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Based on his performance this season, Rodriguez would be an immediate upgrade at third over the platoon of Maicer Izturis and Alberto Callaspo the Los Angeles Angels deployed this season and he’d be popular with the team’s Latino fan base as long as he remained productive.

Even the Chicago White Sox might be an option, since the club has made a habit of taking on fading stars in recent years, so long as the price is right. Best of all, though, might be the Houston Astros, who have money to throw around as a result of an agreement with Major League Baseball to move to the AL next season, and desperately could use the buzz.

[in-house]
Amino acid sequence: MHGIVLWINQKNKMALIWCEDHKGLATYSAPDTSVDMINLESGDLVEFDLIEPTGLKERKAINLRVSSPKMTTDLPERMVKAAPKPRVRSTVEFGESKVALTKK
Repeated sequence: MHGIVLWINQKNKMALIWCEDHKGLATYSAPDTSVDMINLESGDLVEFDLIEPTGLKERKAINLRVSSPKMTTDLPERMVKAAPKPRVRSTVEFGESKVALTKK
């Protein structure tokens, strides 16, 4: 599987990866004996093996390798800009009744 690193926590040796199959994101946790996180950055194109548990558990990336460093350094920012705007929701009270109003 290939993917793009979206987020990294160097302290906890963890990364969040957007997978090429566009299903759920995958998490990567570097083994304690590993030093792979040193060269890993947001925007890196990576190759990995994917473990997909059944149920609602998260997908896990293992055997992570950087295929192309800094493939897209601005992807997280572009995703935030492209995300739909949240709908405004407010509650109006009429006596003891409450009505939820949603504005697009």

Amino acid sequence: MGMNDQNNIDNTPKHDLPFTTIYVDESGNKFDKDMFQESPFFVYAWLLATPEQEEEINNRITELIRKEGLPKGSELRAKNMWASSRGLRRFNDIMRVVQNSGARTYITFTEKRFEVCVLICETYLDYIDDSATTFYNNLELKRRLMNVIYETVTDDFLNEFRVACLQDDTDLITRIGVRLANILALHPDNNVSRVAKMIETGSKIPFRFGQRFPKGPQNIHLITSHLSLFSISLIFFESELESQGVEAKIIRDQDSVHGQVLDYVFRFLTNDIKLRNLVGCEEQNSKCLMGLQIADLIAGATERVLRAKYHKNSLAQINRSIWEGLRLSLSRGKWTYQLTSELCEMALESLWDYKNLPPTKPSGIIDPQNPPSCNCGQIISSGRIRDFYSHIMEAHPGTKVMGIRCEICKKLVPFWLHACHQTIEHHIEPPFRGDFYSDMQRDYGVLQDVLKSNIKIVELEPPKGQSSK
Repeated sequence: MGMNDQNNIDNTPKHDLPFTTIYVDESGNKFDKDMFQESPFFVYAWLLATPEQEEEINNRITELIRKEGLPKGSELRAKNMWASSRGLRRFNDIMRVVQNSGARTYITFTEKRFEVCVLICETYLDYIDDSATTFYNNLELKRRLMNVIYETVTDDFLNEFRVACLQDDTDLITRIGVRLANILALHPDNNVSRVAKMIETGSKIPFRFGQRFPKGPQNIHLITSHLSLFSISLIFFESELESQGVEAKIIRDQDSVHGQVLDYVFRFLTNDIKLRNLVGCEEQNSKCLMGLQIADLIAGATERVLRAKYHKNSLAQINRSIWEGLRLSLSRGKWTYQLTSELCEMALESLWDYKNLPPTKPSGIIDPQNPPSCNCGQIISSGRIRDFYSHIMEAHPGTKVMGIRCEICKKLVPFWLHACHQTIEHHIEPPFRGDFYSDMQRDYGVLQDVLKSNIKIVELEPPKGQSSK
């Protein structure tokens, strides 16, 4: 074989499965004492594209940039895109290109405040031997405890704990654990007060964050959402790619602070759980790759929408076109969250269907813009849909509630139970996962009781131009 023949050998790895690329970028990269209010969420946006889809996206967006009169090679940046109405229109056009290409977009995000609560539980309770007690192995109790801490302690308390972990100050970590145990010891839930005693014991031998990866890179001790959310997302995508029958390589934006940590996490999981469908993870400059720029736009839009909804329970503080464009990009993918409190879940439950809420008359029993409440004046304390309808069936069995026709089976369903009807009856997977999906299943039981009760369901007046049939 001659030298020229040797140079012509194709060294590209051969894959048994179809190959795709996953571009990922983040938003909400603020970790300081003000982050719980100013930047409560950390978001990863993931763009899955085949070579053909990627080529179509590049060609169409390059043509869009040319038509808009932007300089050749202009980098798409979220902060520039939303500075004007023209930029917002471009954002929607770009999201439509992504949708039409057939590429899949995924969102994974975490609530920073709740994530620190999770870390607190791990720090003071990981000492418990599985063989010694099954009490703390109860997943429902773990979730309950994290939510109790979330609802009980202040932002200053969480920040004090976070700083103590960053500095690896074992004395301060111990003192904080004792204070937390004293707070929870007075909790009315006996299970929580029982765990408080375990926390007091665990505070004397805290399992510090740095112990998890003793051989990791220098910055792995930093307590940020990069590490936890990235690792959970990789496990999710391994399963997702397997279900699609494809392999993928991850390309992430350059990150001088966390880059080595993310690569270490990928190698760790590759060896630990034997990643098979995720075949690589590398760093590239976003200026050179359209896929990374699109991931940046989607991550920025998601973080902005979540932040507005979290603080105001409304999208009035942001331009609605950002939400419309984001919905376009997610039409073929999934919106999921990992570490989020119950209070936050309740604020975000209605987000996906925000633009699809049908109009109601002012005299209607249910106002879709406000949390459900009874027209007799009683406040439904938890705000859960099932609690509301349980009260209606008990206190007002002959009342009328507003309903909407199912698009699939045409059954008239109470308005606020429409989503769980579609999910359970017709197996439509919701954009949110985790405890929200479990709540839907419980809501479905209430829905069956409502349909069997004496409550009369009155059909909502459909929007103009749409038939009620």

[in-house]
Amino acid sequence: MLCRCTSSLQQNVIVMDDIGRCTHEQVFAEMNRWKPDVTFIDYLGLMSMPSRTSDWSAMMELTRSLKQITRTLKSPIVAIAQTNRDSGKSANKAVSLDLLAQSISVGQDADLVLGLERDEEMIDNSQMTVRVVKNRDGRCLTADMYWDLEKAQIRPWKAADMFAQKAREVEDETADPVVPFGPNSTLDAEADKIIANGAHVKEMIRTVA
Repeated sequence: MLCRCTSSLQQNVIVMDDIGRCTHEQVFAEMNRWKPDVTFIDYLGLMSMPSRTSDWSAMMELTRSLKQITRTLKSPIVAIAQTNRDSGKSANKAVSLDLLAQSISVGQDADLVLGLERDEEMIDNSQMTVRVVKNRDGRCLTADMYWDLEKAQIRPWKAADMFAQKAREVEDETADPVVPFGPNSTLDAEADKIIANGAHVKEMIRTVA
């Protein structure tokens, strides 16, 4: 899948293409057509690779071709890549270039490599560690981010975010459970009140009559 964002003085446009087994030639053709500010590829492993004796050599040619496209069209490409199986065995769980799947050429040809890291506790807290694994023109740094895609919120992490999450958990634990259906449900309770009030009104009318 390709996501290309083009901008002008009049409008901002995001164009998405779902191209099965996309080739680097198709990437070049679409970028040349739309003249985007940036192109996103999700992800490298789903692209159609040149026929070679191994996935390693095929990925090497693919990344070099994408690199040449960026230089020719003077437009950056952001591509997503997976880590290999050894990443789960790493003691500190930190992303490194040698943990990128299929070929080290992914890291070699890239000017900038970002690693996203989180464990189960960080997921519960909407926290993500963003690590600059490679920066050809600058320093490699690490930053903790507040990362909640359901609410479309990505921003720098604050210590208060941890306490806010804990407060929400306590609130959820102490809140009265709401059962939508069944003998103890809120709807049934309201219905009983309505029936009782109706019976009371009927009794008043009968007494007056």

That said, not one of those clubs is likely to consider Rodriguez at the full retail price. But the Yankees have a history of unloading high-priced talent by continuing to pay part of the bill and estimates the team would have to fork over somewhere between 50 and 75 percent of his salary for the next five years aren’t necessarily a deal-breaker. Not after this postseason.

Recently, Yankees President Randy Levine was asked whether he thought A-Rod would still be wearing pinstripes when his current deal ended in 2017. He told ESPN Radio in New York, “That’s like one of those questions: Where’s the stock market going to be in 2017, who’s going to be president on Nov. 15?

“If I had crystal ball to predict all of that stuff, I’d be a lot smarter than I am,” he added. “I’m not going to go there.”

Not yet, anyway, and not before this season comes to a merciful conclusion. But Rodriguez lost the fans long ago, and from the sound of things Girardi and general manager Brian Cashman might not be too far behind.

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Jim Litke is a national sports columnist for The Associated Press. Write to him at jlitke(at)ap.org and follow him at Twitter.com/JimLitke.